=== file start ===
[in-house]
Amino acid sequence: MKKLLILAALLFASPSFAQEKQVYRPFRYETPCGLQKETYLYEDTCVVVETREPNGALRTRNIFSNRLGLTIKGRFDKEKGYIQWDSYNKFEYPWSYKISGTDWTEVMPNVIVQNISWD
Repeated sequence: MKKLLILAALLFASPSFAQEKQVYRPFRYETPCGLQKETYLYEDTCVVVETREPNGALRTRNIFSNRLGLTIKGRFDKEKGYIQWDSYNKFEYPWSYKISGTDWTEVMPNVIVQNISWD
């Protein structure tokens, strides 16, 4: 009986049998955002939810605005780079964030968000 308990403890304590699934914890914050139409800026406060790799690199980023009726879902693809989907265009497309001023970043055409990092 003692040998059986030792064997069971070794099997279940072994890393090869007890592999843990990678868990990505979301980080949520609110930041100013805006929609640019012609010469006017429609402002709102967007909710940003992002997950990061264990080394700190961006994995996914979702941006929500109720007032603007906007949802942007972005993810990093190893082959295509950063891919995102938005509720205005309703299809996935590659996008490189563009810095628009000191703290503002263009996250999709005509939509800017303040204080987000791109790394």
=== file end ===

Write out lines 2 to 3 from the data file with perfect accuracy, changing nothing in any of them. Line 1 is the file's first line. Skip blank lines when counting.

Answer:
Amino acid sequence: MKKLLILAALLFASPSFAQEKQVYRPFRYETPCGLQKETYLYEDTCVVVETREPNGALRTRNIFSNRLGLTIKGRFDKEKGYIQWDSYNKFEYPWSYKISGTDWTEVMPNVIVQNISWD
Repeated sequence: MKKLLILAALLFASPSFAQEKQVYRPFRYETPCGLQKETYLYEDTCVVVETREPNGALRTRNIFSNRLGLTIKGRFDKEKGYIQWDSYNKFEYPWSYKISGTDWTEVMPNVIVQNISWD